For many of the fans, the return of spectators — even at roughly 10% of the stadium's capacity — was a welcome return to some sense of normalcy that has been missing during the novel coronavirus pandemic. While masks were required and social distancing was strictly enforced, the basics were there: from the band to the cheerleaders on the upper concourse to a smaller-but-lively student section, including three freshmen who made their first foray into BYU football of their college careers.
"It's been tough to have some of those iconic freshmen things taken away from us," said Livia Hamilton, a freshman from Louisiana. "To be able to be at a game as a BYU student is super fun — even if we have to socially distance. It's still one of those things that we can knock off our bucket list.
"It's definitely more normal to be in a stadium and back with people."
Like the long-time season-ticket holders, the Utah newcomer received tickets with two of her close friends this semester, and the trio found their seats over an hour before kickoff to make sure they experienced every moment of their first live college football game of the year.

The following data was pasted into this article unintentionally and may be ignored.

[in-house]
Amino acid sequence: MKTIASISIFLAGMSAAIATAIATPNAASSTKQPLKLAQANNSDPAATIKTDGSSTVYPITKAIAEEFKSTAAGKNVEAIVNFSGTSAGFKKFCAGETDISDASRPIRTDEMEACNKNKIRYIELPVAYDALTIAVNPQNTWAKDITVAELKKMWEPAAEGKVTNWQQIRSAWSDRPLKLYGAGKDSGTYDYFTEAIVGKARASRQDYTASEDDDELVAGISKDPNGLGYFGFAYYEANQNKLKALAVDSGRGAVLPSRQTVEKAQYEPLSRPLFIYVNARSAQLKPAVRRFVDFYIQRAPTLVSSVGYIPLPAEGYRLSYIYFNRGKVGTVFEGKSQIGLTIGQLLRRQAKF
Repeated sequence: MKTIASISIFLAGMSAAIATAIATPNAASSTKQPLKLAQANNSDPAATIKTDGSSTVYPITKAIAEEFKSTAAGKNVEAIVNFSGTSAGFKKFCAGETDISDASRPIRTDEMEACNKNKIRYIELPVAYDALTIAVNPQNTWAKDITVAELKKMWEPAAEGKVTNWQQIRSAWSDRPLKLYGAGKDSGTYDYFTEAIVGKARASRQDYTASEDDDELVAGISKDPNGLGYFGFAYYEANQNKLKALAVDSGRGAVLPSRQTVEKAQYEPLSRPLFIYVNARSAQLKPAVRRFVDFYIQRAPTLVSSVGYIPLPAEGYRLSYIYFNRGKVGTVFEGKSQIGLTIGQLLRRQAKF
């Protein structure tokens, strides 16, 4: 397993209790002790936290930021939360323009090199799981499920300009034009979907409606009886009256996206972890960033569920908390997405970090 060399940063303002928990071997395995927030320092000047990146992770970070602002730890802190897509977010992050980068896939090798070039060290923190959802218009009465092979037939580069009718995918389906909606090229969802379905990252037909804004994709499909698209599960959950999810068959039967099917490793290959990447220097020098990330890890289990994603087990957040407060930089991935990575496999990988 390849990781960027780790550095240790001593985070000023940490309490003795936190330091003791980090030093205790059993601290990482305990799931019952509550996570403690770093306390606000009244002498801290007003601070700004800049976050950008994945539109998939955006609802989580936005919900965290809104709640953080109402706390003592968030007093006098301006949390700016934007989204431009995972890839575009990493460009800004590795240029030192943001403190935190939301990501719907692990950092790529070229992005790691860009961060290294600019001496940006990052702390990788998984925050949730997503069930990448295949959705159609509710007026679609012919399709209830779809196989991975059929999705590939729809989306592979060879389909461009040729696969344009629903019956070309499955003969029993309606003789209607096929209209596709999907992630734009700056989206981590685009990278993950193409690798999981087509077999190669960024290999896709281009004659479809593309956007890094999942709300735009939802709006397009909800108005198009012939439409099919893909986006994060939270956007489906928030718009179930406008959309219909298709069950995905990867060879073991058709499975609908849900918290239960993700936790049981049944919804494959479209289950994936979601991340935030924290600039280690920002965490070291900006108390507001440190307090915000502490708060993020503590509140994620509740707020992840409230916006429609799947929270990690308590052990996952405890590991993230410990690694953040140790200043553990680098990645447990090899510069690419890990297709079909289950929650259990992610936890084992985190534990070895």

"I didn't grow up as a BYU fan, and I'm super new to BYU and BYU football," said Kimberly Aliaga, a freshman from Virginia. "It's amazing how well they are playing this season, and to be at the stadium is really cool."
Their friend Lucy Morse had other reasons to join them, too: She grew up in Austin, Texas, and many of her friends matriculated to Texas State in San Marcos when she graduated high school and departed for Provo.
"It's like we get a taste of freshman year," Morse added. "I have a ton of friends who were at the Houston game, and I was just jealous they got to go to a BYU game before I did."
There's only so much fun one can have over the television. Being in the stadium Saturday night — even with early-morning church meetings the next day — was worth the (extended) wait.
"I'm excited to see what this team can do, in-person," Warner said. "To actually see them in person, socially distanced, is obviously better than to see it on Memorex.
"I'm just so excited."
Next up: Oct. 31
No. 12 BYU (6-0) vs. Western Kentucky (2-4)
Kickoff: 8:15 p.m. MDT
Radio: BYU Radio, KSL Radio